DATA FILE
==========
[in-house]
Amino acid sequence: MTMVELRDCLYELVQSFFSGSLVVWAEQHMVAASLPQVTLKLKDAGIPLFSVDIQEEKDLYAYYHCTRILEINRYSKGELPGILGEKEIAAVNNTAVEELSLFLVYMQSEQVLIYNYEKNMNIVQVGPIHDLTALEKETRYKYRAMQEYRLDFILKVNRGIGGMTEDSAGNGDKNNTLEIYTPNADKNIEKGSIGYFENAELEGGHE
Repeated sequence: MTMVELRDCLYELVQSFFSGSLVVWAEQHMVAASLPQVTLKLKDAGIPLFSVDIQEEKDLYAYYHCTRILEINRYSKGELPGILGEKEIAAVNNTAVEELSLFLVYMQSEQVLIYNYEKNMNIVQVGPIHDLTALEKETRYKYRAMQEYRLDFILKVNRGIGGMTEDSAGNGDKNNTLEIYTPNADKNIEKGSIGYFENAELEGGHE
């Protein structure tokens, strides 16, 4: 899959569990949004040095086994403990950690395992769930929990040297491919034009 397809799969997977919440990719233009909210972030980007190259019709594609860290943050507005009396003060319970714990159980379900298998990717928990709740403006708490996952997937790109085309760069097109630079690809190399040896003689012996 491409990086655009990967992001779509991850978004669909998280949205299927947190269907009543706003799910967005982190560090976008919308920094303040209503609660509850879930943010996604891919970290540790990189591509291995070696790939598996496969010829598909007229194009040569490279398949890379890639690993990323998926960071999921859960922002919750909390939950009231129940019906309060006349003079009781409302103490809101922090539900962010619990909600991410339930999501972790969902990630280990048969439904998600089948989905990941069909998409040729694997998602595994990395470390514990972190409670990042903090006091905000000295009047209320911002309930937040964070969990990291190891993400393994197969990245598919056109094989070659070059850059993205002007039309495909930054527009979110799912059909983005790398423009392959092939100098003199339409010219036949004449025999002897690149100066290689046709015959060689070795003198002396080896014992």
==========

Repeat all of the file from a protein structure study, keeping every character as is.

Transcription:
[in-house]
Amino acid sequence: MTMVELRDCLYELVQSFFSGSLVVWAEQHMVAASLPQVTLKLKDAGIPLFSVDIQEEKDLYAYYHCTRILEINRYSKGELPGILGEKEIAAVNNTAVEELSLFLVYMQSEQVLIYNYEKNMNIVQVGPIHDLTALEKETRYKYRAMQEYRLDFILKVNRGIGGMTEDSAGNGDKNNTLEIYTPNADKNIEKGSIGYFENAELEGGHE
Repeated sequence: MTMVELRDCLYELVQSFFSGSLVVWAEQHMVAASLPQVTLKLKDAGIPLFSVDIQEEKDLYAYYHCTRILEINRYSKGELPGILGEKEIAAVNNTAVEELSLFLVYMQSEQVLIYNYEKNMNIVQVGPIHDLTALEKETRYKYRAMQEYRLDFILKVNRGIGGMTEDSAGNGDKNNTLEIYTPNADKNIEKGSIGYFENAELEGGHE
């Protein structure tokens, strides 16, 4: 899959569990949004040095086994403990950690395992769930929990040297491919034009 397809799969997977919440990719233009909210972030980007190259019709594609860290943050507005009396003060319970714990159980379900298998990717928990709740403006708490996952997937790109085309760069097109630079690809190399040896003689012996 491409990086655009990967992001779509991850978004669909998280949205299927947190269907009543706003799910967005982190560090976008919308920094303040209503609660509850879930943010996604891919970290540790990189591509291995070696790939598996496969010829598909007229194009040569490279398949890379890639690993990323998926960071999921859960922002919750909390939950009231129940019906309060006349003079009781409302103490809101922090539900962010619990909600991410339930999501972790969902990630280990048969439904998600089948989905990941069909998409040729694997998602595994990395470390514990972190409670990042903090006091905000000295009047209320911002309930937040964070969990990291190891993400393994197969990245598919056109094989070659070059850059993205002007039309495909930054527009979110799912059909983005790398423009392959092939100098003199339409010219036949004449025999002897690149100066290689046709015959060689070795003198002396080896014992």